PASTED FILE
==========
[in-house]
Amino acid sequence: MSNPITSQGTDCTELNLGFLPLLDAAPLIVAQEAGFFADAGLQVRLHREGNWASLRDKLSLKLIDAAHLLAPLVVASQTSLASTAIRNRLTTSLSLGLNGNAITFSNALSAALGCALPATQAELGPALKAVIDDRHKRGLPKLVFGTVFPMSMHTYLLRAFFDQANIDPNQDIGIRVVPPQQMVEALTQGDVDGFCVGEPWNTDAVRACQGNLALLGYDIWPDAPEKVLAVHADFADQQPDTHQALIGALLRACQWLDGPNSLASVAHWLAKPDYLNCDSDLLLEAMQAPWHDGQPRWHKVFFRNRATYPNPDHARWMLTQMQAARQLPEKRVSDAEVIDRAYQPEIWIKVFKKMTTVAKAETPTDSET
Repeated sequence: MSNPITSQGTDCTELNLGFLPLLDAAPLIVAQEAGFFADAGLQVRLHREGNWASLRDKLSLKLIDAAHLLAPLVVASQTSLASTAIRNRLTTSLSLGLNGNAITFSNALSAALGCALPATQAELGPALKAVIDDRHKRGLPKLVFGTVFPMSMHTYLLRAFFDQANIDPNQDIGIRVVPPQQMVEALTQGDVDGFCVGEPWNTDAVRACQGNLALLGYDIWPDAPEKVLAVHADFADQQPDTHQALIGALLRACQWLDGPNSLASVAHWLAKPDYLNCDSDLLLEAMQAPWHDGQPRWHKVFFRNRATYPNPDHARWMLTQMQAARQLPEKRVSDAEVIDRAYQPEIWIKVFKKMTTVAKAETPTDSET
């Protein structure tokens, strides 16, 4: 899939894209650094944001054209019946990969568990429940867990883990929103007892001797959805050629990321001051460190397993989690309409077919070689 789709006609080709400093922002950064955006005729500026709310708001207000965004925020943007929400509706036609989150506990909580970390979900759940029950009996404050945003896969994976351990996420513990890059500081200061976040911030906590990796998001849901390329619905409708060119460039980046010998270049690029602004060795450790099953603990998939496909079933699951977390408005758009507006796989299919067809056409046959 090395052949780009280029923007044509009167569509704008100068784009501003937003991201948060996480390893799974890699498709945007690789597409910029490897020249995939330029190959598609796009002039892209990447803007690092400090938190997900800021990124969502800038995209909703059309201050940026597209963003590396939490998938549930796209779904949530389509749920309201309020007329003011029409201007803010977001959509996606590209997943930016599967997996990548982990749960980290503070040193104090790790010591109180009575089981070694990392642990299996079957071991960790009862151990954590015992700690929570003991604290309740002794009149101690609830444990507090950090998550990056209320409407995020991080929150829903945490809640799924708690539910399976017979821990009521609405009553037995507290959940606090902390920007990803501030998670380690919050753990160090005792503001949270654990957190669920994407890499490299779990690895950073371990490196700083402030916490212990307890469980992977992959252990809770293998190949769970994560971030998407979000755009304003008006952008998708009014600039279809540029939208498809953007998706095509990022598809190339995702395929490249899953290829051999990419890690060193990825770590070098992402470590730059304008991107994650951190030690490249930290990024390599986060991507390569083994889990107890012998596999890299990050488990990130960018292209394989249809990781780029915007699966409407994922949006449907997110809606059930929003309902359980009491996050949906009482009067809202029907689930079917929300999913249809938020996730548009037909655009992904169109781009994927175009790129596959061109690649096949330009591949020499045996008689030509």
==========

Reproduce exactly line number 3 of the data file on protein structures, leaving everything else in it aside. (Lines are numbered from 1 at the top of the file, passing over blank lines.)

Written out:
Repeated sequence: MSNPITSQGTDCTELNLGFLPLLDAAPLIVAQEAGFFADAGLQVRLHREGNWASLRDKLSLKLIDAAHLLAPLVVASQTSLASTAIRNRLTTSLSLGLNGNAITFSNALSAALGCALPATQAELGPALKAVIDDRHKRGLPKLVFGTVFPMSMHTYLLRAFFDQANIDPNQDIGIRVVPPQQMVEALTQGDVDGFCVGEPWNTDAVRACQGNLALLGYDIWPDAPEKVLAVHADFADQQPDTHQALIGALLRACQWLDGPNSLASVAHWLAKPDYLNCDSDLLLEAMQAPWHDGQPRWHKVFFRNRATYPNPDHARWMLTQMQAARQLPEKRVSDAEVIDRAYQPEIWIKVFKKMTTVAKAETPTDSET